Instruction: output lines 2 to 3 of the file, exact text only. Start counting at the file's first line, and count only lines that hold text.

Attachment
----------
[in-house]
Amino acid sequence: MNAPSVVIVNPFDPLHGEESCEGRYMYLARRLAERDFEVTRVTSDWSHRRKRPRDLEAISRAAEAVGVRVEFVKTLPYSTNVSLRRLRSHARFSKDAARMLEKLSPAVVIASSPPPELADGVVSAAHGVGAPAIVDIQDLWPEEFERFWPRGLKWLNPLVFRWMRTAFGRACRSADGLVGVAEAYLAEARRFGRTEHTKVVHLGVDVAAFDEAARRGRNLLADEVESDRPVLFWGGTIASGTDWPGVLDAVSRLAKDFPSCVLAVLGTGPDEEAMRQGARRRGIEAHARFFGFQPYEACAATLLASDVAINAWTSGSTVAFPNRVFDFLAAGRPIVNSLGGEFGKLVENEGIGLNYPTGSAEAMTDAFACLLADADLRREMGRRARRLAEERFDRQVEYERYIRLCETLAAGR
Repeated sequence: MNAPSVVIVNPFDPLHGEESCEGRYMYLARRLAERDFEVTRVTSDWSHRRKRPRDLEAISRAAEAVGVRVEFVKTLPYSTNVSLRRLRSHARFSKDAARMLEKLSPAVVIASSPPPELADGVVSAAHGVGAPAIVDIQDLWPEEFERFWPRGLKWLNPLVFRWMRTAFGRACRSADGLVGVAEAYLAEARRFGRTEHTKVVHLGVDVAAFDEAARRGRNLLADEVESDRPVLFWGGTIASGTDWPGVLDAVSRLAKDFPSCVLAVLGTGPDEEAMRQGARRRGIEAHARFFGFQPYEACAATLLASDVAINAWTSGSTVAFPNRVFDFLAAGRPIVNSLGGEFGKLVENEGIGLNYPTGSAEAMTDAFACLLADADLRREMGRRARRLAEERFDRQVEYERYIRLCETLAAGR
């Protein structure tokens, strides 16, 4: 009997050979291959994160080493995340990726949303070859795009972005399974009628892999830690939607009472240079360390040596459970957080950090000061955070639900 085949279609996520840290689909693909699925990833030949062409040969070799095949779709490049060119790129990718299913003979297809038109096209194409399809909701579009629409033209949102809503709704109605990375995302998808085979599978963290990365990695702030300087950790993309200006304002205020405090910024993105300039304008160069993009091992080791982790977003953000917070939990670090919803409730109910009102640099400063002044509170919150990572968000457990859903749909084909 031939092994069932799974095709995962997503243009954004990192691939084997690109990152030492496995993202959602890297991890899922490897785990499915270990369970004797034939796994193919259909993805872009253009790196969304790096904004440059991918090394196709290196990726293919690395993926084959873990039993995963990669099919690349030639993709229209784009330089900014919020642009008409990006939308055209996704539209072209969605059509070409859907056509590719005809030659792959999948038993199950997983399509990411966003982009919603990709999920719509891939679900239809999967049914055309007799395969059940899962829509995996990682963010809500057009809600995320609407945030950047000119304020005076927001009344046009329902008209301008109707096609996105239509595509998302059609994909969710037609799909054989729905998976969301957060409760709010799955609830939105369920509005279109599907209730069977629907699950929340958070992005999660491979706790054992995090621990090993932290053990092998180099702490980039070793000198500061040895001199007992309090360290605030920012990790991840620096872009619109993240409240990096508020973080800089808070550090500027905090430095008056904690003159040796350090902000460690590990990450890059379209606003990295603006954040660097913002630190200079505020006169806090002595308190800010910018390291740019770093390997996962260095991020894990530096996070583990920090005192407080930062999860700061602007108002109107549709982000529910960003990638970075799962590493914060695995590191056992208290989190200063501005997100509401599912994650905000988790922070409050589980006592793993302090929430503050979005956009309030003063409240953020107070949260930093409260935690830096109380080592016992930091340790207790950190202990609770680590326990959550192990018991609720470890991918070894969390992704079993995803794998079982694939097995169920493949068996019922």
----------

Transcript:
Amino acid sequence: MNAPSVVIVNPFDPLHGEESCEGRYMYLARRLAERDFEVTRVTSDWSHRRKRPRDLEAISRAAEAVGVRVEFVKTLPYSTNVSLRRLRSHARFSKDAARMLEKLSPAVVIASSPPPELADGVVSAAHGVGAPAIVDIQDLWPEEFERFWPRGLKWLNPLVFRWMRTAFGRACRSADGLVGVAEAYLAEARRFGRTEHTKVVHLGVDVAAFDEAARRGRNLLADEVESDRPVLFWGGTIASGTDWPGVLDAVSRLAKDFPSCVLAVLGTGPDEEAMRQGARRRGIEAHARFFGFQPYEACAATLLASDVAINAWTSGSTVAFPNRVFDFLAAGRPIVNSLGGEFGKLVENEGIGLNYPTGSAEAMTDAFACLLADADLRREMGRRARRLAEERFDRQVEYERYIRLCETLAAGR
Repeated sequence: MNAPSVVIVNPFDPLHGEESCEGRYMYLARRLAERDFEVTRVTSDWSHRRKRPRDLEAISRAAEAVGVRVEFVKTLPYSTNVSLRRLRSHARFSKDAARMLEKLSPAVVIASSPPPELADGVVSAAHGVGAPAIVDIQDLWPEEFERFWPRGLKWLNPLVFRWMRTAFGRACRSADGLVGVAEAYLAEARRFGRTEHTKVVHLGVDVAAFDEAARRGRNLLADEVESDRPVLFWGGTIASGTDWPGVLDAVSRLAKDFPSCVLAVLGTGPDEEAMRQGARRRGIEAHARFFGFQPYEACAATLLASDVAINAWTSGSTVAFPNRVFDFLAAGRPIVNSLGGEFGKLVENEGIGLNYPTGSAEAMTDAFACLLADADLRREMGRRARRLAEERFDRQVEYERYIRLCETLAAGR